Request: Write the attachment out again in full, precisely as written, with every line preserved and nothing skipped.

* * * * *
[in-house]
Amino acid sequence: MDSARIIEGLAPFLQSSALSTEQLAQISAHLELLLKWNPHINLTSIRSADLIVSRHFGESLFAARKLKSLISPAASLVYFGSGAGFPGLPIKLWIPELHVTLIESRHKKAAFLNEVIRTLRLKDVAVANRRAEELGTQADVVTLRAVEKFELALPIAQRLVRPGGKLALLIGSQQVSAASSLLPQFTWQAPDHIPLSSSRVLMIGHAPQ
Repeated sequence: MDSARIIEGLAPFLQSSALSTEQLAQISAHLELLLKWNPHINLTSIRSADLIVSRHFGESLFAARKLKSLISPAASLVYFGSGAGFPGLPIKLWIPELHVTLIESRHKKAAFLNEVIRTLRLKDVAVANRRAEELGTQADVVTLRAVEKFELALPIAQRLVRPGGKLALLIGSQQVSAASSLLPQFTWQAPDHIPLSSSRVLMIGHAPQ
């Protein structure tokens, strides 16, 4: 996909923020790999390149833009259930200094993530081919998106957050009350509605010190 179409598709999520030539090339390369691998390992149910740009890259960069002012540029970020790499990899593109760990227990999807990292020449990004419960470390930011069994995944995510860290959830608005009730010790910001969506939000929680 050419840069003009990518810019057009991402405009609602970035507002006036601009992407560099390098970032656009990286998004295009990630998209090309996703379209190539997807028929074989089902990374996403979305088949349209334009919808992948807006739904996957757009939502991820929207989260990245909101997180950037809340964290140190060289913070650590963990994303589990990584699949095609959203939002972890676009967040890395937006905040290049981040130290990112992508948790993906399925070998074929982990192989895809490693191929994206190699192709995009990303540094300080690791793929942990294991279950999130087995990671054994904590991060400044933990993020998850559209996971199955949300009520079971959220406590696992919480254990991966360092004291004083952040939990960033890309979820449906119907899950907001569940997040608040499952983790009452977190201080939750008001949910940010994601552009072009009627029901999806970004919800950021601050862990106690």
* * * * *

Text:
[in-house]
Amino acid sequence: MDSARIIEGLAPFLQSSALSTEQLAQISAHLELLLKWNPHINLTSIRSADLIVSRHFGESLFAARKLKSLISPAASLVYFGSGAGFPGLPIKLWIPELHVTLIESRHKKAAFLNEVIRTLRLKDVAVANRRAEELGTQADVVTLRAVEKFELALPIAQRLVRPGGKLALLIGSQQVSAASSLLPQFTWQAPDHIPLSSSRVLMIGHAPQ
Repeated sequence: MDSARIIEGLAPFLQSSALSTEQLAQISAHLELLLKWNPHINLTSIRSADLIVSRHFGESLFAARKLKSLISPAASLVYFGSGAGFPGLPIKLWIPELHVTLIESRHKKAAFLNEVIRTLRLKDVAVANRRAEELGTQADVVTLRAVEKFELALPIAQRLVRPGGKLALLIGSQQVSAASSLLPQFTWQAPDHIPLSSSRVLMIGHAPQ
């Protein structure tokens, strides 16, 4: 996909923020790999390149833009259930200094993530081919998106957050009350509605010190 179409598709999520030539090339390369691998390992149910740009890259960069002012540029970020790499990899593109760990227990999807990292020449990004419960470390930011069994995944995510860290959830608005009730010790910001969506939000929680 050419840069003009990518810019057009991402405009609602970035507002006036601009992407560099390098970032656009990286998004295009990630998209090309996703379209190539997807028929074989089902990374996403979305088949349209334009919808992948807006739904996957757009939502991820929207989260990245909101997180950037809340964290140190060289913070650590963990994303589990990584699949095609959203939002972890676009967040890395937006905040290049981040130290990112992508948790993906399925070998074929982990192989895809490693191929994206190699192709995009990303540094300080690791793929942990294991279950999130087995990671054994904590991060400044933990993020998850559209996971199955949300009520079971959220406590696992919480254990991966360092004291004083952040939990960033890309979820449906119907899950907001569940997040608040499952983790009452977190201080939750008001949910940010994601552009072009009627029901999806970004919800950021601050862990106690």